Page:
Friday, September 2, 2016

Book Review: I Let You Go by Clare Mackintosh

"I Let You Go" by Clare Mackintosh
First published in the U.S. in 2016
369 pages
My rating: 3.5 out of 5
Image from Goodreads

The Short Of It:

A decent detective story/psychological thriller -- complete with the requisite twist -- that kept me turning pages. I read the whole thing in two days.

The Long Of It:
A rainy fall day in Bristol, England. A 5-year-old-boy walking home from school with his mom. A hit-and-run car accident. A dead child. A heartbroken, bereft mother.

Destroyed by the accident, Jenna Gray retreats to a tiny stone cottage on the cost of Wales where she takes up a hermit-like existence. She befriends only a handful of locals and, an artist by trade, starts making a living by taking photographs of words written in the sand at the gorgeous beach where she's taken up residence. And she tries constantly to forget the horrors of that devastating day, which torment her waking hours and seep into her dreams.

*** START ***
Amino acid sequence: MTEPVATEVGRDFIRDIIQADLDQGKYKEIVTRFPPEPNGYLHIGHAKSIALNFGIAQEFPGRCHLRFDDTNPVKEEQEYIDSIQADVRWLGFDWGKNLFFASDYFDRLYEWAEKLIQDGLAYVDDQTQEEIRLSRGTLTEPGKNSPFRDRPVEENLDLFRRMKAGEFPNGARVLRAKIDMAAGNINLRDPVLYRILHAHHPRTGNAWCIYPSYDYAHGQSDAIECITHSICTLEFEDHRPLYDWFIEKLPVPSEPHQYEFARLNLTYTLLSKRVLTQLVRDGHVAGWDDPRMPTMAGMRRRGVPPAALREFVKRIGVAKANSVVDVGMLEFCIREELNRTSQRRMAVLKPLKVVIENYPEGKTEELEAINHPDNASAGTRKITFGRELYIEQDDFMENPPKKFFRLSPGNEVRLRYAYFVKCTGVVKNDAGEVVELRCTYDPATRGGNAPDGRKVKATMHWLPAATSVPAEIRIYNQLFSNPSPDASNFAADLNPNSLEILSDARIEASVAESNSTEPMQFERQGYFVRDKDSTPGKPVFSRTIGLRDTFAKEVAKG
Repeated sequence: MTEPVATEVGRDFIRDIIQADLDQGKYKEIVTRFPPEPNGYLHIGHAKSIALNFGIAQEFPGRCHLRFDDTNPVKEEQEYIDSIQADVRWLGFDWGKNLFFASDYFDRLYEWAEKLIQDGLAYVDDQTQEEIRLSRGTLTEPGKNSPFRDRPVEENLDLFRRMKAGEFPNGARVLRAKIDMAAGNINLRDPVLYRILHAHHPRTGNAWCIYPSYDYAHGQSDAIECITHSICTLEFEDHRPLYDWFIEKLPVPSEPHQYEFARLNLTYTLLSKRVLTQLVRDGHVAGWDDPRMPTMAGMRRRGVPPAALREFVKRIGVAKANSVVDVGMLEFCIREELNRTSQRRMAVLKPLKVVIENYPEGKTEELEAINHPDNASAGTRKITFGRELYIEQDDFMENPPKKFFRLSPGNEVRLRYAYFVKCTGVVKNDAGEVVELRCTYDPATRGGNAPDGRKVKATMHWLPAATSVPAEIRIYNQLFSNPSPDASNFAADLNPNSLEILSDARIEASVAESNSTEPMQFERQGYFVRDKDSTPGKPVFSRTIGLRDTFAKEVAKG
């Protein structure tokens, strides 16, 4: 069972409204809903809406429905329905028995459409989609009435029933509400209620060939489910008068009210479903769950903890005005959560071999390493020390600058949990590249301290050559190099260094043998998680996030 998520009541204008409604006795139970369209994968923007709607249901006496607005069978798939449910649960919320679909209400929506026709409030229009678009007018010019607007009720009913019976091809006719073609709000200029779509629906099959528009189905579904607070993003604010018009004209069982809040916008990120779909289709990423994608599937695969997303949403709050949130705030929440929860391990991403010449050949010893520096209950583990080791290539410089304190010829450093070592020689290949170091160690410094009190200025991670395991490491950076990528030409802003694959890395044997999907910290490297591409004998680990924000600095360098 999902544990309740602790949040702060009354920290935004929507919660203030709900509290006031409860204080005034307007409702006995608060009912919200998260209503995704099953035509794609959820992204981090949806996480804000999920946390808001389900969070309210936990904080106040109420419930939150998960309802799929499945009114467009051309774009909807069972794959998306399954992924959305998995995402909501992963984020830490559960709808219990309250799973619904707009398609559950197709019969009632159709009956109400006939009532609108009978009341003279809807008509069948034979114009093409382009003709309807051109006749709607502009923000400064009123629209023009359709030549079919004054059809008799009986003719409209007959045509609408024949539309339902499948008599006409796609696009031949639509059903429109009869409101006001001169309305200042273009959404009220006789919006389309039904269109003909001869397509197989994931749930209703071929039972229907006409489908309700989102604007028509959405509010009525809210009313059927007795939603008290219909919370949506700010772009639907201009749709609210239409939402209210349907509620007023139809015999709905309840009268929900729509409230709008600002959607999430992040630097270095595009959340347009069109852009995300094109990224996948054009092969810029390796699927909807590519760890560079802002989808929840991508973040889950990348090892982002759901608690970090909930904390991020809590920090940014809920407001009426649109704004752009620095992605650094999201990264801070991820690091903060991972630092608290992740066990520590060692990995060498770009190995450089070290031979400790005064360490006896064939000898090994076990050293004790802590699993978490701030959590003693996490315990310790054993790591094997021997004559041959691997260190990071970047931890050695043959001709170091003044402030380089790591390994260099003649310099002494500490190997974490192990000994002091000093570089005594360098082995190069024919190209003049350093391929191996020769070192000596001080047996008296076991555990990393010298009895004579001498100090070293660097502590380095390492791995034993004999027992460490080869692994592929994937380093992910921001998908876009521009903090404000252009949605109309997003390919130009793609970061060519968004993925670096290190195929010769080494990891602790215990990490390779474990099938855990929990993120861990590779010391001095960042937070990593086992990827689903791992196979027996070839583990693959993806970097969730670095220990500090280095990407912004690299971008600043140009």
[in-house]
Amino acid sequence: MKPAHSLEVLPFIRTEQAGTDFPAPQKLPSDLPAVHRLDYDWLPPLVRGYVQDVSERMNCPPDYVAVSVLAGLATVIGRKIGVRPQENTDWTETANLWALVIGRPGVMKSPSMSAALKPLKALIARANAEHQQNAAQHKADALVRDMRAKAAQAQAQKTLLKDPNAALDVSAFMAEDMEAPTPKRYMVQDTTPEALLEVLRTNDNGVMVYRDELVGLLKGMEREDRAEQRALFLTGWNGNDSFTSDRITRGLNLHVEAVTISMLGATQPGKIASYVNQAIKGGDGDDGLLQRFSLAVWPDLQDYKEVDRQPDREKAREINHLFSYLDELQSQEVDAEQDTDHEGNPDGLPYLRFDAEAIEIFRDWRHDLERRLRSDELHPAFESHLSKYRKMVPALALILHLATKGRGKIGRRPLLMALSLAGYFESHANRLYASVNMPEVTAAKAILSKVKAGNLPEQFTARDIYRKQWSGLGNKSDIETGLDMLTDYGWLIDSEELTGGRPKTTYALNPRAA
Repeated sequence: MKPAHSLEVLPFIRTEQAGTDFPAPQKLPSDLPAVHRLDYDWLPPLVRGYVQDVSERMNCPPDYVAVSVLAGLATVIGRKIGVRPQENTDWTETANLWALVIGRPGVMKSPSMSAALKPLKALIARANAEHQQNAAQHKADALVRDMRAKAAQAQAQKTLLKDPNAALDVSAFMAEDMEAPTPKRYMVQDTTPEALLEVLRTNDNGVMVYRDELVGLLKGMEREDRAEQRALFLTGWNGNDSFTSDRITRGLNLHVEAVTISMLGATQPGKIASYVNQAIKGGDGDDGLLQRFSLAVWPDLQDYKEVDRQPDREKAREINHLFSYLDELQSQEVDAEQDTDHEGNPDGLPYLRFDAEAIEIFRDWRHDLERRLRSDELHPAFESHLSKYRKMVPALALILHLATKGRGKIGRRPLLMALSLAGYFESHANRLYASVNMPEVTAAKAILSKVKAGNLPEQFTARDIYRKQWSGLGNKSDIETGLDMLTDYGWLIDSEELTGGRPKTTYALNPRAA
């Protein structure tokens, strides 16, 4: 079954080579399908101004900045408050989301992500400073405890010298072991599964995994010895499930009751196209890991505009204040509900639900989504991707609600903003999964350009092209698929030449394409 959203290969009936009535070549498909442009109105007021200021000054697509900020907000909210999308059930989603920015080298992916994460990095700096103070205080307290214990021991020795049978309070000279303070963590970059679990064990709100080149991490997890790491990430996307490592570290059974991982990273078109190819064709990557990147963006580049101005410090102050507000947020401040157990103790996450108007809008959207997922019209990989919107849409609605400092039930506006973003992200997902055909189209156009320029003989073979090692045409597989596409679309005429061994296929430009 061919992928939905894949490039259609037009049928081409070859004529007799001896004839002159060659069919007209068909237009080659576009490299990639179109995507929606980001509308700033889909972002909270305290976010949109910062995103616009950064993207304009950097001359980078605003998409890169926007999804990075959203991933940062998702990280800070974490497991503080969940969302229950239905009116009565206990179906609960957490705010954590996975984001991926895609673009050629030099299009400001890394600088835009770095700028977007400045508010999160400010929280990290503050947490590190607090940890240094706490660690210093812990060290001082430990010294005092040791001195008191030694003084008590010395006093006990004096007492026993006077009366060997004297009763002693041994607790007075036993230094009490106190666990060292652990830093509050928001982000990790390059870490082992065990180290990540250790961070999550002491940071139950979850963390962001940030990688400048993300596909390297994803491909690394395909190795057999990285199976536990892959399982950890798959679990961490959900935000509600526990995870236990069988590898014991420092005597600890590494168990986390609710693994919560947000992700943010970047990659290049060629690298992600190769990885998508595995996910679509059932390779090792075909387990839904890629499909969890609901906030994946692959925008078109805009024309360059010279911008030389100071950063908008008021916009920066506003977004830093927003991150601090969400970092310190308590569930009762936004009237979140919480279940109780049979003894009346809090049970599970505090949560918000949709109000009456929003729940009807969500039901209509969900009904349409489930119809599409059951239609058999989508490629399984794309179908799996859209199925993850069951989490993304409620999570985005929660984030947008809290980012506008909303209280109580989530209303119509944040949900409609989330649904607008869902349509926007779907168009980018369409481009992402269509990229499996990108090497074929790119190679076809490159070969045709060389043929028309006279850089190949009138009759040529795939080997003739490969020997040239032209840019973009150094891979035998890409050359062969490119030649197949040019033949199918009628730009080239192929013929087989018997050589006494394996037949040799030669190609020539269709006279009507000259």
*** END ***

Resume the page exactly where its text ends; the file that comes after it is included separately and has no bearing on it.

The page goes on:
Meanwhile, detectives Ray Stevens, Kate Evans and the rest of their team are tasked with finding the driver who mowed down little Jacob. The few leads they have are dead ends, and eventually they're ordered to close the case. But Ray and Kate keep working on it in their own time, determined to track down the driver of the car who so heartlessly left a little boy dying in his mother's arms on the wet pavement. But when they finally do, something doesn't quite add up.

This was the fourth British police drama/psychological thriller I've read this year, and while it was the best of the bunch I still didn't love it. These books are inevitably compared to "Gone Girl" or "The Girl on the Train" -- now the gold standard for psychological thrillers -- but they never seem to have the edge-of-your-seat intensity or the intricate characterization that made those two books so magical.

Still, I did enjoy "I Let You Go." It had a good twist, it was fairly well-written, and it's obvious that Mackintosh, a former police officer herself, is intimately familiar with police practices, as well as the utter grief of losing a child, which she mentions in the author's note. It was an easy read that took me no time at all, and I recommend it if you're craving a quick thriller that'll keep you turning pages to find out what happened.

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